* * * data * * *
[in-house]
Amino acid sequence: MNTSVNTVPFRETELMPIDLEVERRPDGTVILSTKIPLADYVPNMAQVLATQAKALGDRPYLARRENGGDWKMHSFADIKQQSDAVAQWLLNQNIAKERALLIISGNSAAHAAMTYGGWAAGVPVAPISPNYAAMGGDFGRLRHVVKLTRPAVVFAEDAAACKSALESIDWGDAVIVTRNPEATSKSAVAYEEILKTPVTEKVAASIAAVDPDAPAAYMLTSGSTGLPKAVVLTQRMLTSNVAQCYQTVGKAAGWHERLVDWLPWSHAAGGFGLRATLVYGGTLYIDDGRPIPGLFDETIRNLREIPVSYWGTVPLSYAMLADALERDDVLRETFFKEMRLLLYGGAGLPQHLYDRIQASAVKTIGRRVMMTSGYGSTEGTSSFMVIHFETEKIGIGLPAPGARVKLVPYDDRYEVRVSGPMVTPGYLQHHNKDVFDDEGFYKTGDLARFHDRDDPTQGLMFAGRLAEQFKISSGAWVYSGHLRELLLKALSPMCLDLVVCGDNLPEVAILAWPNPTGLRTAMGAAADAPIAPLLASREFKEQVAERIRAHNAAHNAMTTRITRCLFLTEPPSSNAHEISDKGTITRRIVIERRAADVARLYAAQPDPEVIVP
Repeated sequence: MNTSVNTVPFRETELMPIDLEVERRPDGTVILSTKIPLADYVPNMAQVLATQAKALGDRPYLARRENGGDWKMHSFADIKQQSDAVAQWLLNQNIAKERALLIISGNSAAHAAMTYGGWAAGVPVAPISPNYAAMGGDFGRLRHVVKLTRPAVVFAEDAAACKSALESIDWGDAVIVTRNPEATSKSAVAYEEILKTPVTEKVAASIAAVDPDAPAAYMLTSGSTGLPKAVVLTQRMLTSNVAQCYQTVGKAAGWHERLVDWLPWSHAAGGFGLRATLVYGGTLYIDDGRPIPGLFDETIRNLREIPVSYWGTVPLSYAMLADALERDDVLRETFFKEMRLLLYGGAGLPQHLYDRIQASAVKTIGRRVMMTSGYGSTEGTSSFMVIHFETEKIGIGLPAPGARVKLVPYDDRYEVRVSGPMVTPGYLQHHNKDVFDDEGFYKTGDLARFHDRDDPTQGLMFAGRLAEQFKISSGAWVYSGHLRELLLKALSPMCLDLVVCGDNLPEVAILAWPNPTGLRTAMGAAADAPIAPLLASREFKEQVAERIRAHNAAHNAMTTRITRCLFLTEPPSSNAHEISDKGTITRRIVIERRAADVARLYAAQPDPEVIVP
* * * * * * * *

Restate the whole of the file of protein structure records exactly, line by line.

[in-house]
Amino acid sequence: MNTSVNTVPFRETELMPIDLEVERRPDGTVILSTKIPLADYVPNMAQVLATQAKALGDRPYLARRENGGDWKMHSFADIKQQSDAVAQWLLNQNIAKERALLIISGNSAAHAAMTYGGWAAGVPVAPISPNYAAMGGDFGRLRHVVKLTRPAVVFAEDAAACKSALESIDWGDAVIVTRNPEATSKSAVAYEEILKTPVTEKVAASIAAVDPDAPAAYMLTSGSTGLPKAVVLTQRMLTSNVAQCYQTVGKAAGWHERLVDWLPWSHAAGGFGLRATLVYGGTLYIDDGRPIPGLFDETIRNLREIPVSYWGTVPLSYAMLADALERDDVLRETFFKEMRLLLYGGAGLPQHLYDRIQASAVKTIGRRVMMTSGYGSTEGTSSFMVIHFETEKIGIGLPAPGARVKLVPYDDRYEVRVSGPMVTPGYLQHHNKDVFDDEGFYKTGDLARFHDRDDPTQGLMFAGRLAEQFKISSGAWVYSGHLRELLLKALSPMCLDLVVCGDNLPEVAILAWPNPTGLRTAMGAAADAPIAPLLASREFKEQVAERIRAHNAAHNAMTTRITRCLFLTEPPSSNAHEISDKGTITRRIVIERRAADVARLYAAQPDPEVIVP
Repeated sequence: MNTSVNTVPFRETELMPIDLEVERRPDGTVILSTKIPLADYVPNMAQVLATQAKALGDRPYLARRENGGDWKMHSFADIKQQSDAVAQWLLNQNIAKERALLIISGNSAAHAAMTYGGWAAGVPVAPISPNYAAMGGDFGRLRHVVKLTRPAVVFAEDAAACKSALESIDWGDAVIVTRNPEATSKSAVAYEEILKTPVTEKVAASIAAVDPDAPAAYMLTSGSTGLPKAVVLTQRMLTSNVAQCYQTVGKAAGWHERLVDWLPWSHAAGGFGLRATLVYGGTLYIDDGRPIPGLFDETIRNLREIPVSYWGTVPLSYAMLADALERDDVLRETFFKEMRLLLYGGAGLPQHLYDRIQASAVKTIGRRVMMTSGYGSTEGTSSFMVIHFETEKIGIGLPAPGARVKLVPYDDRYEVRVSGPMVTPGYLQHHNKDVFDDEGFYKTGDLARFHDRDDPTQGLMFAGRLAEQFKISSGAWVYSGHLRELLLKALSPMCLDLVVCGDNLPEVAILAWPNPTGLRTAMGAAADAPIAPLLASREFKEQVAERIRAHNAAHNAMTTRITRCLFLTEPPSSNAHEISDKGTITRRIVIERRAADVARLYAAQPDPEVIVP